EUROPE -The establishment of Unilever's global equity asset pooling vehicle in Luxembourg will fuel the demand for tax transparent vehicles designed to pool assets from pensions schemes based across the globe, according to industry experts.
Typically aimed for large multinationals with combined pension scheme assets off roughly over a e1bn, the vehicle is designed to enhance the net return from the assets and reduce the associated risk.
However many multinational companies who have shown interest in the vehicle have been slow to take them up due to concerns over their complexity and the fact their is a very limited track record.
Both Luxembourg and Ireland are at the forefront of providing cross -border asset pooling vehicles with the Fonds Commun de Placement (FCP) and the Common Contractual Fund (CCF) respectively.
Unilever’s decision to create Univest using the Luxembourg FCP, to be managed by Northern Trust, may send a significant message about Luxembourg’s potential as a country well-placed to provide the vehicle.
However it is widely held Ireland struck the first deal with a multinational back in September 2005 using the CCF which was set up approximately 2 years ago and is heavily promoted by the Irish government
Ian Baillie, managing director of Northern Trust Luxembourg, said: “We are convinced this will gather momentum. A thought leader like Unilever and the size of it as a corporation will give credibility to Luxembourg as an ideal location for the pooling of these equity assets. The government has made significant tax steps to ensure this vehicle is a success.”
Baillie described the announcement as a move that would benefit both Ireland and Luxembourg: “At Northern Trust we are ambivalent because we can offer both the CCF and FCP in Ireland and Luxembourg respectively but there’s a very large pie to slice between the two.”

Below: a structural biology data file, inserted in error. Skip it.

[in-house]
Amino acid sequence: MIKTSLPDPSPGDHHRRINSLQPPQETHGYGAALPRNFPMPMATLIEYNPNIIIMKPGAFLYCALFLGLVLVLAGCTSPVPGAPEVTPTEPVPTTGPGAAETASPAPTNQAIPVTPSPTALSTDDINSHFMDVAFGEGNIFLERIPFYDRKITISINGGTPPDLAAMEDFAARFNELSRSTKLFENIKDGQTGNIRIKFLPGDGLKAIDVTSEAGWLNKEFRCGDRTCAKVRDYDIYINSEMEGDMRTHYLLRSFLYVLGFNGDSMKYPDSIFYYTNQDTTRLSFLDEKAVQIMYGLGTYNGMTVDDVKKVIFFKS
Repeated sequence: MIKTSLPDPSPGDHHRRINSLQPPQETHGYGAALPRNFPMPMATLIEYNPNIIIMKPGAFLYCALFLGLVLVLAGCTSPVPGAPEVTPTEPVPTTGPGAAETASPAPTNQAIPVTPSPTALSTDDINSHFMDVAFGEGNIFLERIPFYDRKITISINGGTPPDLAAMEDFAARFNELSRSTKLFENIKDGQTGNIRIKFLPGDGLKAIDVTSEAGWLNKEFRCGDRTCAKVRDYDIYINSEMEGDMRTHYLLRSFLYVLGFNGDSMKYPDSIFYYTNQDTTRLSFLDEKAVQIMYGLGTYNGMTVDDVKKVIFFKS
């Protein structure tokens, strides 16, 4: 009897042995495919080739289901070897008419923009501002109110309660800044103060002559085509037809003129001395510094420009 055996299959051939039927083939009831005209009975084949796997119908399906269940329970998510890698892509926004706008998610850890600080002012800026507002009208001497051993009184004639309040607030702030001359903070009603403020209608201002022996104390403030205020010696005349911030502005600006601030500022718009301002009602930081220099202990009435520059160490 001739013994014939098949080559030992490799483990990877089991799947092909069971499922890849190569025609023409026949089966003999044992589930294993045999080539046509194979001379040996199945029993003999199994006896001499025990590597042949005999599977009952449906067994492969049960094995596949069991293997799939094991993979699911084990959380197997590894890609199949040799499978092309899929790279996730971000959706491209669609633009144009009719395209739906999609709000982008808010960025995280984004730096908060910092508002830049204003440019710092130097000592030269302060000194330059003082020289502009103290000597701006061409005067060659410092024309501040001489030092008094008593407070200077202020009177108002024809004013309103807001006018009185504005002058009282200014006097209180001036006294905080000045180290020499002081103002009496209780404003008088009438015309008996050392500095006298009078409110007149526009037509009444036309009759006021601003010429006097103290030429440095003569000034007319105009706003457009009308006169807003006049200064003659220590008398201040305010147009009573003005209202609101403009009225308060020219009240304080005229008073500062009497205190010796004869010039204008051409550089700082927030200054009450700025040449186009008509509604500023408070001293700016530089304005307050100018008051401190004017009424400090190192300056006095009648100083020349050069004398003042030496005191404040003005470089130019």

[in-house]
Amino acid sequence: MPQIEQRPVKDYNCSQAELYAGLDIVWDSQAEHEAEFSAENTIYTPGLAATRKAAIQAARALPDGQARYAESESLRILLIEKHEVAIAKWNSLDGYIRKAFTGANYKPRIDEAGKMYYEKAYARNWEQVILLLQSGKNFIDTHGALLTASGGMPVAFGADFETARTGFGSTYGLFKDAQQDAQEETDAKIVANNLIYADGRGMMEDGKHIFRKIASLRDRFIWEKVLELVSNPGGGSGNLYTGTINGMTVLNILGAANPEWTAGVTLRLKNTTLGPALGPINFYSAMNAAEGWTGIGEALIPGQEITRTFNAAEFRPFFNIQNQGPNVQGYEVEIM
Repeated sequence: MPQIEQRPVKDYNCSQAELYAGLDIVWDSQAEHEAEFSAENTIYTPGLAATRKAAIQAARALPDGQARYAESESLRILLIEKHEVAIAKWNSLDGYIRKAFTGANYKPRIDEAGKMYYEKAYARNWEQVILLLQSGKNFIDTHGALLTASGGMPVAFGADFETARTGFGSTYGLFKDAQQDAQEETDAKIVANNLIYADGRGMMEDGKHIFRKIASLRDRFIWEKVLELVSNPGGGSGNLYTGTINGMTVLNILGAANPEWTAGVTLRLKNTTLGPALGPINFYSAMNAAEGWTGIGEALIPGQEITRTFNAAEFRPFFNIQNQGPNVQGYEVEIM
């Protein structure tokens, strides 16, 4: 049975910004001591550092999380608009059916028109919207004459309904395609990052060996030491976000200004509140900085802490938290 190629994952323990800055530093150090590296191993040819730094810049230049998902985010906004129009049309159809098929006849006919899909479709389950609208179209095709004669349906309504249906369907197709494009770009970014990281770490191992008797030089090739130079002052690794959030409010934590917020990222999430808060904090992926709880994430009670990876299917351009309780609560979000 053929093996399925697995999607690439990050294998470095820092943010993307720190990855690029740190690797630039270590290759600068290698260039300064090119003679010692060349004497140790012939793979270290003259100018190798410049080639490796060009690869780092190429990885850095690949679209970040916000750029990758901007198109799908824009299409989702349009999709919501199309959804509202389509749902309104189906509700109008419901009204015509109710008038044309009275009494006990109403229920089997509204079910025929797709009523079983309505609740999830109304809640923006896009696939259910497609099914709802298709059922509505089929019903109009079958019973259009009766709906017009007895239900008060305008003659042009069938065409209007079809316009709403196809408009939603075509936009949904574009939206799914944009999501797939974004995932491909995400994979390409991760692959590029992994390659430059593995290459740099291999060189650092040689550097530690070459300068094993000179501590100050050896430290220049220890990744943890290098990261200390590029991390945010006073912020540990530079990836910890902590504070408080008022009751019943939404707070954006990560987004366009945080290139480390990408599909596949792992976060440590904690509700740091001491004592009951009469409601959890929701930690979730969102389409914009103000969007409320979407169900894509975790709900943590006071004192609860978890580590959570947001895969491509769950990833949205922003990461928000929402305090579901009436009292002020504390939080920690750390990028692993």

Gavin Nangle from State Street Global Advisors in Dublin said: “I think its clearly a positive step for pension pooling developments generally. There’s a lot of multinationals looking at pooling products across the domiciles of Ireland and Luxembourg.
“But having vehicles up and running in both jurisdictions is overall a very positive move and hopefully will be influential in focussing the mind further of those parties already looking at vehicles and showing them its no longer a theoretical capability.”
Nangle did not see Unilever’s public announcement as a blow to Irish hopes for forging a reputation as a hub for pension assets. He concluded it would be a “good driver” for Ireland to bring on as much business as possible.
A well placed Luxembourg source suggested large continental multinationals would likely be in favour of choosing Luxembourg over Dublin for cultural and linguistic reasons.
He said: “Its very conceivable that if you look at the way fund launches go today between Luxembourg and Dublin - Anglo-saxons would generally gravitate towards Dublin and a continental European may very well be comfortable with Luxembourg.”
A spokesman for Unilever said: “We have been looking at this for some time. And when we first looked there wasn’t a scheme in Ireland at all. So we had to go along with the FCP route and didn’t switch horses midstream. I don’t think there was a race as such.”
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